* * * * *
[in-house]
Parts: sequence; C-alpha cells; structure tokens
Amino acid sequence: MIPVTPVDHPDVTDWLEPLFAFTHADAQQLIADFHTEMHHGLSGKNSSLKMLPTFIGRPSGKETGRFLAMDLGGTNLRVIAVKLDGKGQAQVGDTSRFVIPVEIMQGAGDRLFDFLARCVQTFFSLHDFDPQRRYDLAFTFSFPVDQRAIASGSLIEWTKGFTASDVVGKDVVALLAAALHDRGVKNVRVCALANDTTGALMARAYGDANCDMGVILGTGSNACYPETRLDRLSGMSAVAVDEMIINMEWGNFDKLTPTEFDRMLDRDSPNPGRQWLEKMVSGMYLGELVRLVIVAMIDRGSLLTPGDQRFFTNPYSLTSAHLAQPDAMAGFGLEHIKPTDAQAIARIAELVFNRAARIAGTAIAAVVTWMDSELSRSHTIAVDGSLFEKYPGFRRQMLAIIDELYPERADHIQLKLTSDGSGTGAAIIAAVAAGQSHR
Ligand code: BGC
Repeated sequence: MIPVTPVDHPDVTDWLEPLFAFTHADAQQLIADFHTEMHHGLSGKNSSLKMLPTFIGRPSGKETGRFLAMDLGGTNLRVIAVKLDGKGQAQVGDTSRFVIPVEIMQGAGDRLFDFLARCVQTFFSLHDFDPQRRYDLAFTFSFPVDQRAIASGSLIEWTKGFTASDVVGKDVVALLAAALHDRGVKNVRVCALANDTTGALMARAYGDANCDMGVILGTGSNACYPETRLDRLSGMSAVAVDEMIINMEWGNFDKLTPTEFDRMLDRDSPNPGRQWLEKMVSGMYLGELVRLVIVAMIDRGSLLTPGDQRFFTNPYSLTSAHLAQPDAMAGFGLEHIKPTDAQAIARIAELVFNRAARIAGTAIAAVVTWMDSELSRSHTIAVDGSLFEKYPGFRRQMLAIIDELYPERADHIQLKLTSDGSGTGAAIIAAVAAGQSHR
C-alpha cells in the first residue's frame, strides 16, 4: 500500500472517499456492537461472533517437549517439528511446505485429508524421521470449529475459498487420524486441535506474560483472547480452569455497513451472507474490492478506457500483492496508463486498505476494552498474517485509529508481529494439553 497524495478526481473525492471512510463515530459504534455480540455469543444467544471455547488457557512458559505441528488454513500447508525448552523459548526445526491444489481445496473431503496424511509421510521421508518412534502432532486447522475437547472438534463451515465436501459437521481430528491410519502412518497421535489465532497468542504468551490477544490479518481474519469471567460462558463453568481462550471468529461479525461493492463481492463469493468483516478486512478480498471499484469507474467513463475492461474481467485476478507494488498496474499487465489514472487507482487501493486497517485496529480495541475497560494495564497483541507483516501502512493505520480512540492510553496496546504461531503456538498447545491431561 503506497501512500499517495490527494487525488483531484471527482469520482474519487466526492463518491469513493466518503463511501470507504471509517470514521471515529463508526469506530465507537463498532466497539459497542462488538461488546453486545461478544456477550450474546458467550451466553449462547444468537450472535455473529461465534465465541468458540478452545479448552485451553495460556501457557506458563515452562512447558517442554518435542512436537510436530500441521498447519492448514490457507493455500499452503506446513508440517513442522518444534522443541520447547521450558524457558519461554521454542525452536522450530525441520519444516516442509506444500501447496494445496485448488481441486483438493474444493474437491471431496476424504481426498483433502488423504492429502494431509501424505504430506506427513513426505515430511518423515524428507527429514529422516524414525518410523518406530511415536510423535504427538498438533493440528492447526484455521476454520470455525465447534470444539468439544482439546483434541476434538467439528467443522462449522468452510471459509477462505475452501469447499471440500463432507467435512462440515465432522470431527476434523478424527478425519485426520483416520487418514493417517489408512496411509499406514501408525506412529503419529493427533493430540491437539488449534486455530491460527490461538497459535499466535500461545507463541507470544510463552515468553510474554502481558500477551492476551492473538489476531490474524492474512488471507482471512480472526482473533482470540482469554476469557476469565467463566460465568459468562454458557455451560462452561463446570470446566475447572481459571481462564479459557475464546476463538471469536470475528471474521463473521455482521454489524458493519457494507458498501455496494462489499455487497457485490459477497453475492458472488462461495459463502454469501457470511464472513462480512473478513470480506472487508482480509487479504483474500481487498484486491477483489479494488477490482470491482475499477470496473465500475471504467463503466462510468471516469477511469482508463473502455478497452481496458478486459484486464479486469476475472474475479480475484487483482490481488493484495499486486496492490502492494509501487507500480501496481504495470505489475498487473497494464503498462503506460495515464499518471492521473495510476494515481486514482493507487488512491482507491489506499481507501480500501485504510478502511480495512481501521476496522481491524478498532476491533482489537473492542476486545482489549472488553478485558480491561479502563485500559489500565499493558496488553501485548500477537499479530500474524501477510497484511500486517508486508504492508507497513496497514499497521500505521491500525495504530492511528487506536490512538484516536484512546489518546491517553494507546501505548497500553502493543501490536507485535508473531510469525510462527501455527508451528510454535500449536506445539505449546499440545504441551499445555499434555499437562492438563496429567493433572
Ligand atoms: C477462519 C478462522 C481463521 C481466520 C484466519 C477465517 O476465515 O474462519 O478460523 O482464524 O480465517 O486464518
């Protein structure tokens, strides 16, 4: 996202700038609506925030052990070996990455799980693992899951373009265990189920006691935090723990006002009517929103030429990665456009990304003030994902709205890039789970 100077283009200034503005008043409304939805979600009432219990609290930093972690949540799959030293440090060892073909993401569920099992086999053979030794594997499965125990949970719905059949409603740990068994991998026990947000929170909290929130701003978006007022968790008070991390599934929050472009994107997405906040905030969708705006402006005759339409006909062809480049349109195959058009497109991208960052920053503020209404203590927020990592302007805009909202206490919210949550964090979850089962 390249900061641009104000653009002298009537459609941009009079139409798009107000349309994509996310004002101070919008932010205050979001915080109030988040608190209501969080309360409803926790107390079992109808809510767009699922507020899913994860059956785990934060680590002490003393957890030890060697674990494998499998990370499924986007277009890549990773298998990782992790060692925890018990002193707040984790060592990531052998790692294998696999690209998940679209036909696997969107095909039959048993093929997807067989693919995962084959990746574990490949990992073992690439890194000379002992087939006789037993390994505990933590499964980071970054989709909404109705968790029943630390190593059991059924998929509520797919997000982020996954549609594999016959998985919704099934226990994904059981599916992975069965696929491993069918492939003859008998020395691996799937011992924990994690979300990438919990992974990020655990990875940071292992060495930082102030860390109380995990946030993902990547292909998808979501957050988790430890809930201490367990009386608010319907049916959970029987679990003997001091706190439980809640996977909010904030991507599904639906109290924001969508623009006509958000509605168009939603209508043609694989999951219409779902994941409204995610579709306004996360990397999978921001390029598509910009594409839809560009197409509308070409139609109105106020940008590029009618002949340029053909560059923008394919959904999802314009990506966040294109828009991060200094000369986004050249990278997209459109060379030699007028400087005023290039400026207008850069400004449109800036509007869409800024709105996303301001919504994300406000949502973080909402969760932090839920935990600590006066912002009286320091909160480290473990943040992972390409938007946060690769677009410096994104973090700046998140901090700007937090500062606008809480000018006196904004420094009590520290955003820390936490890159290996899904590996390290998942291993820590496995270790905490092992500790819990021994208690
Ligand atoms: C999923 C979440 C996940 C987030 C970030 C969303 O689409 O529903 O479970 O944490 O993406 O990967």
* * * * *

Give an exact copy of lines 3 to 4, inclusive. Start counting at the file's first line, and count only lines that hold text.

Amino acid sequence: MIPVTPVDHPDVTDWLEPLFAFTHADAQQLIADFHTEMHHGLSGKNSSLKMLPTFIGRPSGKETGRFLAMDLGGTNLRVIAVKLDGKGQAQVGDTSRFVIPVEIMQGAGDRLFDFLARCVQTFFSLHDFDPQRRYDLAFTFSFPVDQRAIASGSLIEWTKGFTASDVVGKDVVALLAAALHDRGVKNVRVCALANDTTGALMARAYGDANCDMGVILGTGSNACYPETRLDRLSGMSAVAVDEMIINMEWGNFDKLTPTEFDRMLDRDSPNPGRQWLEKMVSGMYLGELVRLVIVAMIDRGSLLTPGDQRFFTNPYSLTSAHLAQPDAMAGFGLEHIKPTDAQAIARIAELVFNRAARIAGTAIAAVVTWMDSELSRSHTIAVDGSLFEKYPGFRRQMLAIIDELYPERADHIQLKLTSDGSGTGAAIIAAVAAGQSHR
Ligand code: BGC